Home' Trinidad and Tobago Guardian : April 8th 2018 Contents I love this city's ener y, but it's
An early lesson, is being comfort-
able with aloneness. New York-
ers seem to be scared of physical
interaction. Passing someone on
the street in Trinidad, hopping
in a maxi, entering an elevator,
require an audible "Good Morn-
ing" greeting. Not here. There is
no eye contact, no speaking nor
smiling. People sway numbly on
the train, blankly staring at the
ads above the windows. Even
though there are hundreds of
people around you, you feel like
you're riding solo. Even banking
here is so impersonal. You don't
even need to step into a branch.
Everything can be done online
with certain banks. No tellers, no
breathing down your neck from
the creep standing behind you in
the queue. Actually, this limited
contact thing can have its perks.
But it isn't silent. You hear people
talking, seemingly to themselves.
Enter the Bluetooth headset. Per-
sonally, I'm not a headset type
of girl (yet) but almost everyone
has a device stuck in their ear. It's
some Black Mirror type scene,
seeing people talking, nodding
and laughing while they stand on
the side of the street smoking a
cigarette. Last week I stood next
to a girl on the train with an ice
cold expression on her face. I
was close enough to her to be
able to hear the dutty Dance-
hall she was listening to. It was
so weird to me! How does one
listen to Alkaline and not move?
They're like robots. Music pump-
ing in their ear drums, while
their toes remain untappable.
They're obsessed with Insta-
gram; it being the centre of many
conversations. They love to DM.
They love text of all sorts! Yet,
when there is an actual human
person standing next to them...
I once wrote on my blog that I
hope I don't catch their coldness.
Caribbean people are know for
their warmth and their vibrant
expressiveness, and I have held
on to that with desperation. But
I can see how this place hardens
you. The day runs at high speed.
They don't call it a New York
minute for nothing. The sun is up
early, and down late, but with to-
do lists a mile long, it often feels
like you're toting 3 heavy grocery
bags through 5 blocks, and up 80
steps to get to your door. Wait,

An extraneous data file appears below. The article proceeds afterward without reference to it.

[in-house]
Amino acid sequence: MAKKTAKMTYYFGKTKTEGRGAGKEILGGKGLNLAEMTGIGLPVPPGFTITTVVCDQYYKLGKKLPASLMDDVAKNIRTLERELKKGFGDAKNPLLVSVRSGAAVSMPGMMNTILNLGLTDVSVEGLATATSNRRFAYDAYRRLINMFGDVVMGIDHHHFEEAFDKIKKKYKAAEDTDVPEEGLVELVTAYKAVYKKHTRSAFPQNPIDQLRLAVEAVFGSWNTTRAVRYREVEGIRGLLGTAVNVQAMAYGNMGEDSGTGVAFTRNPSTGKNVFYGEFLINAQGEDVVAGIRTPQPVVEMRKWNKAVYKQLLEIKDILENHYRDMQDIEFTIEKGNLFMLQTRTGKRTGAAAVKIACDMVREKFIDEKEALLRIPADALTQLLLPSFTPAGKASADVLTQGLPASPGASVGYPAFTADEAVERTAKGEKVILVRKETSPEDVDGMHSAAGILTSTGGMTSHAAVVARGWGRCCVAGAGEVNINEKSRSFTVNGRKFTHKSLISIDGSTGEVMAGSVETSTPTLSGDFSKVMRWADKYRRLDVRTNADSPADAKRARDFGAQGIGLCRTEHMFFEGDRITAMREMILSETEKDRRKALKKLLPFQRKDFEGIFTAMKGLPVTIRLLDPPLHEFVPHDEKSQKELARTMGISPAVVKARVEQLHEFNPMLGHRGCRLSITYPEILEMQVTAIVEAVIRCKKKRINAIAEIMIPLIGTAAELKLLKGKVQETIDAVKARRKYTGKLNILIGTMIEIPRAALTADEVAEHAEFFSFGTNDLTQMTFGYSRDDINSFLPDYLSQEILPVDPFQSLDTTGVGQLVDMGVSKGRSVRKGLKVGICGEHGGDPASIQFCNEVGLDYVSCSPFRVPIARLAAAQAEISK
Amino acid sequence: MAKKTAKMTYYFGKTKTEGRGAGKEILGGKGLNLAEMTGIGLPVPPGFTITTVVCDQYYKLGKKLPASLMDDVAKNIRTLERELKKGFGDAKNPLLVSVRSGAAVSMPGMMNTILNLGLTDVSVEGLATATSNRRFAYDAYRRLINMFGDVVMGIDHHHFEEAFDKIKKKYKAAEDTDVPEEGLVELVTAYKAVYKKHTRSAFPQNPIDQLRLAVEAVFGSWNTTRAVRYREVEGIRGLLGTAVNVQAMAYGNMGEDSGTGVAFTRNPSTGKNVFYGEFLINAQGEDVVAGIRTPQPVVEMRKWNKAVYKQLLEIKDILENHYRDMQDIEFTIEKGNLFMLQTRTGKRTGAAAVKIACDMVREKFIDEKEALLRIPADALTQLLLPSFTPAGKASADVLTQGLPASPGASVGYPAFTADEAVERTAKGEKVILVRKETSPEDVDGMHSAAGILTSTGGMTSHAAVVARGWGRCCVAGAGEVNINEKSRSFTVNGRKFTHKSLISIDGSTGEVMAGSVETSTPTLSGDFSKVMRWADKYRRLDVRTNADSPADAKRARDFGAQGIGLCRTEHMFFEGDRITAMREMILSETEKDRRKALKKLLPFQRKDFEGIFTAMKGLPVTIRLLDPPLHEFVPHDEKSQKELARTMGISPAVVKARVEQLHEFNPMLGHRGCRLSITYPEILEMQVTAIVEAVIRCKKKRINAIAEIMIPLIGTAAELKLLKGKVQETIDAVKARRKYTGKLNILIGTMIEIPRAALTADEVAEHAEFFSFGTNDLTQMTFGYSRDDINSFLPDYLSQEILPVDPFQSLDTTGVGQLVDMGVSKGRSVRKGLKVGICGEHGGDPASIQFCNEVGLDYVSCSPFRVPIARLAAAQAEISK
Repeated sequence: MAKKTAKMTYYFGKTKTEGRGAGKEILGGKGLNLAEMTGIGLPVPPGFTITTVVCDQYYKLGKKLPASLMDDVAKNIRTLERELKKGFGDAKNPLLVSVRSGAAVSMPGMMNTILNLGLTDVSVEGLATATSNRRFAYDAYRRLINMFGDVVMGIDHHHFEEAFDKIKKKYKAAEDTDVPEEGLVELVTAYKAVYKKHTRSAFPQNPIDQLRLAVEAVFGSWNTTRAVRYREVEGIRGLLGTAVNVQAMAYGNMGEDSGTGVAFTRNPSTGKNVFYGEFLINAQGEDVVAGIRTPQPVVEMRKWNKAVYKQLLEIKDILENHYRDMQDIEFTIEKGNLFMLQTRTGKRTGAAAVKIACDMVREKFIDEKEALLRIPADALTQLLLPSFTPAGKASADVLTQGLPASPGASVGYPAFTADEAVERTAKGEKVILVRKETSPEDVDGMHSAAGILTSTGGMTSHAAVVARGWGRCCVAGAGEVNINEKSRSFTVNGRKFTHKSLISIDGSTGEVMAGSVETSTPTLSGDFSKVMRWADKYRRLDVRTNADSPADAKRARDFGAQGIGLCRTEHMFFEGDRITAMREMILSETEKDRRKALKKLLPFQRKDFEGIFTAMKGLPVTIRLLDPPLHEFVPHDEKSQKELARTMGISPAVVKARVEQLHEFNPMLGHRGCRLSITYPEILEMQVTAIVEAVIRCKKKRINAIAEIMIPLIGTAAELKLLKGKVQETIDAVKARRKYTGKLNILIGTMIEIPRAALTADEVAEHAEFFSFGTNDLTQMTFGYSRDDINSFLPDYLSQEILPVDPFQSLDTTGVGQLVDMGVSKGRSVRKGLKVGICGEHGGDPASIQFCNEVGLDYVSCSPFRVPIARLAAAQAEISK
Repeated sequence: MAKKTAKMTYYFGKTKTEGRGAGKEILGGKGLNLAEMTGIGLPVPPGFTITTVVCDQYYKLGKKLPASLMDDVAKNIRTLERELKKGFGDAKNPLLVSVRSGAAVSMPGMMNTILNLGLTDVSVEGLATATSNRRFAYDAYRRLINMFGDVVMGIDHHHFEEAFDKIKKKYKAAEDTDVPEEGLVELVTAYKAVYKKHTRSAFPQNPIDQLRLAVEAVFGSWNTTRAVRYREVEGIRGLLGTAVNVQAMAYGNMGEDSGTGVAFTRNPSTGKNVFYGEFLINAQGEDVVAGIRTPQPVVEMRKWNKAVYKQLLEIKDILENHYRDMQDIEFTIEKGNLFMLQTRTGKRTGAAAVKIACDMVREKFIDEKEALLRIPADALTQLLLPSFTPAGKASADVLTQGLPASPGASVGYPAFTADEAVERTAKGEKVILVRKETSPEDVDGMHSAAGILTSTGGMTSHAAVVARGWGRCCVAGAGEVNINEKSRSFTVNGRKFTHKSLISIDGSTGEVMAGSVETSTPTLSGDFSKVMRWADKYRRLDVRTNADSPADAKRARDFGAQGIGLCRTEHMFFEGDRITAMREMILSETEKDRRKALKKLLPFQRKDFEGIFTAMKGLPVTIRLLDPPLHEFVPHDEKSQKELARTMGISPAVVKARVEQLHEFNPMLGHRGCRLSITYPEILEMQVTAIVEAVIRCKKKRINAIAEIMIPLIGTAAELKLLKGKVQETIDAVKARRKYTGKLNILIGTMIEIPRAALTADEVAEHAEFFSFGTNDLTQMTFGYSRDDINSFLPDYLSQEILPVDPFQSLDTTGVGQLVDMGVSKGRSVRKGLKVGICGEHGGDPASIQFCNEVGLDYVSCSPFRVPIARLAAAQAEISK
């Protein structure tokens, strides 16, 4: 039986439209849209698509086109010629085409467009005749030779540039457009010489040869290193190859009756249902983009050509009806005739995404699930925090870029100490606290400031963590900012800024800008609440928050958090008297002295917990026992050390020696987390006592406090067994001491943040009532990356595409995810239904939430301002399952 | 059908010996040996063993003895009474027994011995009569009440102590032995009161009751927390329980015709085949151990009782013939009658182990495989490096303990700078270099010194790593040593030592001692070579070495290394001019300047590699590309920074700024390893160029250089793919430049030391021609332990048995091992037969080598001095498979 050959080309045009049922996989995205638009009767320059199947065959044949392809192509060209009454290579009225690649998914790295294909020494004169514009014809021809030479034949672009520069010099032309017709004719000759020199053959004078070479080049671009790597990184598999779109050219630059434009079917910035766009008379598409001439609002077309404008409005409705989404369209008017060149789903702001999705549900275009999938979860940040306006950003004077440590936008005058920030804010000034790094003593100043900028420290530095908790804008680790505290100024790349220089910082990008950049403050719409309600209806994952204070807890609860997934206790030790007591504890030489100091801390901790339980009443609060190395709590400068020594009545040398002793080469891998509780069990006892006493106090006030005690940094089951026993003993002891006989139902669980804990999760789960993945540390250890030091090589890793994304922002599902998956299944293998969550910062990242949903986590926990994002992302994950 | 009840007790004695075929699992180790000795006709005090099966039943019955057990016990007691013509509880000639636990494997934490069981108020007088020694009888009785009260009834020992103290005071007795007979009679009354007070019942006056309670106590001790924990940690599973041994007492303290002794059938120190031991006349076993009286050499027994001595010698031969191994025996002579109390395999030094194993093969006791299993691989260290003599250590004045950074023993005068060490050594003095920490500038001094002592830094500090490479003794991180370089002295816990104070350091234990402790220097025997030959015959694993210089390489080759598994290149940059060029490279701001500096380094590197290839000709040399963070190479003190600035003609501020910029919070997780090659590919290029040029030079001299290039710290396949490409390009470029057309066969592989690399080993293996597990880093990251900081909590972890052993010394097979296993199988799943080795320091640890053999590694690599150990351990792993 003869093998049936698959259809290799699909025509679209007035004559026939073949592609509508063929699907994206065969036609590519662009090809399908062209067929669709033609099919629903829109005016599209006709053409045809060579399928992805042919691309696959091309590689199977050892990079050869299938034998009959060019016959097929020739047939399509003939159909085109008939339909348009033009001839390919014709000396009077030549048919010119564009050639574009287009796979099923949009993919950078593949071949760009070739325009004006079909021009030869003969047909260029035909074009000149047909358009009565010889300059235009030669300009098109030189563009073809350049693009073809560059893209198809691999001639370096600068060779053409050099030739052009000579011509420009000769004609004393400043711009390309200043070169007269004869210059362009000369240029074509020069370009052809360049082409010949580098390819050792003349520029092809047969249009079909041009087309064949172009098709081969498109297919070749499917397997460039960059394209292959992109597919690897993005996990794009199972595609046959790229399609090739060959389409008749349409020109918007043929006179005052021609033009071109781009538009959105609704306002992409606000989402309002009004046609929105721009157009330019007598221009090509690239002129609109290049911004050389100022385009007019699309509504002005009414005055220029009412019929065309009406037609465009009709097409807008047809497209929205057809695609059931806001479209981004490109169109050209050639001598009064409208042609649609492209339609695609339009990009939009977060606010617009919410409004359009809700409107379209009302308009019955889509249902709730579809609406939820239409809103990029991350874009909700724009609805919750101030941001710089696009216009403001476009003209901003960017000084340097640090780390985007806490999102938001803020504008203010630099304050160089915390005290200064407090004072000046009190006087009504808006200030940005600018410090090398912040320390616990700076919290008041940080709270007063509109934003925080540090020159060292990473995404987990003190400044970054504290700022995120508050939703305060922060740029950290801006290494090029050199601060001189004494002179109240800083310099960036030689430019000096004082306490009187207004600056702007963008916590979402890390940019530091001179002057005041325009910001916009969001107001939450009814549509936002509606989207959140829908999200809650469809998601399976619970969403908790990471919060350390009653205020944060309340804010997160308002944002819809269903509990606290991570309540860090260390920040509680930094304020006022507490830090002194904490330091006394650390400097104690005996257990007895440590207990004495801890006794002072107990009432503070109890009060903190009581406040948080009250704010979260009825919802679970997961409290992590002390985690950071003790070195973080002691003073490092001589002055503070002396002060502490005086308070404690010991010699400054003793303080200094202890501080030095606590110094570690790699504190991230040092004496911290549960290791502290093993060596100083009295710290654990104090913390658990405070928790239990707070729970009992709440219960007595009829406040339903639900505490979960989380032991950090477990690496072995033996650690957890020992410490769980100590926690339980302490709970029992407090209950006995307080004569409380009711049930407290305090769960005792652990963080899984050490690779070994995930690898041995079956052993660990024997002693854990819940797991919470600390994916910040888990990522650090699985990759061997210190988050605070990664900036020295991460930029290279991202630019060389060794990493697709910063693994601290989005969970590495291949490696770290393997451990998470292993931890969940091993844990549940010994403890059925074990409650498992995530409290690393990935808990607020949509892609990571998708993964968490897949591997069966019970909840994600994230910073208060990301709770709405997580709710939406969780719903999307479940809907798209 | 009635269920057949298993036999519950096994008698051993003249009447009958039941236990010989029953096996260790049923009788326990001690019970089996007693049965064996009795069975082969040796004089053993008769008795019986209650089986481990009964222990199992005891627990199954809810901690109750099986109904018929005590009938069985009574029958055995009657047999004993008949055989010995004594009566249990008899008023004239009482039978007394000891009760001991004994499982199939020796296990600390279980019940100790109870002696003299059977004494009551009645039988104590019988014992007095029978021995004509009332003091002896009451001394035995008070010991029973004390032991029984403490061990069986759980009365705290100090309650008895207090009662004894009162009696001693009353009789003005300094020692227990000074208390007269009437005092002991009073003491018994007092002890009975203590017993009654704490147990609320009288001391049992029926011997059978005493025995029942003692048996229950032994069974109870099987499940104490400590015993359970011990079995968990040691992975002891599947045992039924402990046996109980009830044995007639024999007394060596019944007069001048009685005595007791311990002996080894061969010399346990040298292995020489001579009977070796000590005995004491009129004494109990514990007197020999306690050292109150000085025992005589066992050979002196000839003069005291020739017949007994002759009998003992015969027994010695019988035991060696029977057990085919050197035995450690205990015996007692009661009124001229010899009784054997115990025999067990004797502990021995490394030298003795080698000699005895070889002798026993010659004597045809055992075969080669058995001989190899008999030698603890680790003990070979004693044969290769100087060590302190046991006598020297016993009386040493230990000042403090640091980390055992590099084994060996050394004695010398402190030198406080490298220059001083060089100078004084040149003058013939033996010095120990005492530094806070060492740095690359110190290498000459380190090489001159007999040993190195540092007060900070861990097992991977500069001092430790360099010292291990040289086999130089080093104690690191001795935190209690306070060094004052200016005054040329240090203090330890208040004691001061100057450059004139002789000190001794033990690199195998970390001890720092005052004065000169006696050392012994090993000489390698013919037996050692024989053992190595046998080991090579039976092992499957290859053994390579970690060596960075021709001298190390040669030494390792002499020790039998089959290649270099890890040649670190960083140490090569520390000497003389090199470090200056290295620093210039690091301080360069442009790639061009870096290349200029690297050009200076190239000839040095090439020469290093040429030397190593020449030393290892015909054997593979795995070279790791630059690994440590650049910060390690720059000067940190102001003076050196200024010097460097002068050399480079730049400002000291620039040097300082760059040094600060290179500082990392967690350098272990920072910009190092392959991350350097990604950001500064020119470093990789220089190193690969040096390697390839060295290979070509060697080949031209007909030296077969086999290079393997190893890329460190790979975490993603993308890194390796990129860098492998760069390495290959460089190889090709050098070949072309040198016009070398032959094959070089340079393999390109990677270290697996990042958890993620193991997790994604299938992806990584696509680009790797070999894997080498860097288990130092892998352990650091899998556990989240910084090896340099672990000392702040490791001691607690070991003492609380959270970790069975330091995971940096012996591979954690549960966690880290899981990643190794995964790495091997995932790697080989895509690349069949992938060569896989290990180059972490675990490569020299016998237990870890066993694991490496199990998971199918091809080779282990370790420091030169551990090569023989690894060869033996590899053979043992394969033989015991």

that's not a metaphor, that was
my actual Thursday. There are
so many rules for everything. I
mean, this is great. I love order,
but I come from Trinidad. You
think you like rules until you
become a non-resident, legal-
to-work alien, trying to secure
a lease with a 2 week old Social
I knew it would be tough. They
say getting here is half the battle.
Wouldn't that have been nice?
It's actually just the preface. I've
barely begun the rst chapter.
I've barely gotten to step two. I'm
on Step One and one eighth. Just
getting started. And I'm tired.
People are complaining that I'm
bailing on them, and not sticking
to plans to meet up and lime.
But it takes at least 30 mins to
get anywhere. And with things
being expensive to begin with,
then taxes being added, and then
the ever so nagging custom of
tipping everyone for everything,
liming is no longer a top priority.
One thing that stood out to me
the rst time I was here, was how
much people spoke about mon-
ey, and not having any. I would
look at patrons pull out coupons
for free drinks at restaurants,
and walk an extra 15 minutes to
avoid the $2.75 Metro ride. How
quickly I have become like that!
Adulting here is on a whole new
level. What I was doing in Trini-
dad was not adulting. Even when
I stood in line at FCB for 2 hours.
A born and raised New Yorker
once said to me that I had Grit. It
was an amazing compliment, not
just that it came from him (he
who once told me I looked a bit
fat and tired. These are the men I
date, ladies and gentlemen). Grit
is the best word to describe what
it takes to make it here.
Many times I feel overwhelmed
and near defeat. I have seen
strong people crumble under the
pressure. You need to be twice
as strong, twice as persistent and
twice as diligent as you ever were
They say if you can make it here,
you can make it anywhere, and
I'm so up for the challenge.
Stephanie Ramlogan is a NYC based
Trinidadian Fashion Stylist and
Writer, mostly known for her wildly
popular blog NoMoreFashionVic-
tims.com. You can reach her at
or check her out at StephanieRam-
Photo by Merideth Morgan
Sunday, April 8, 2018
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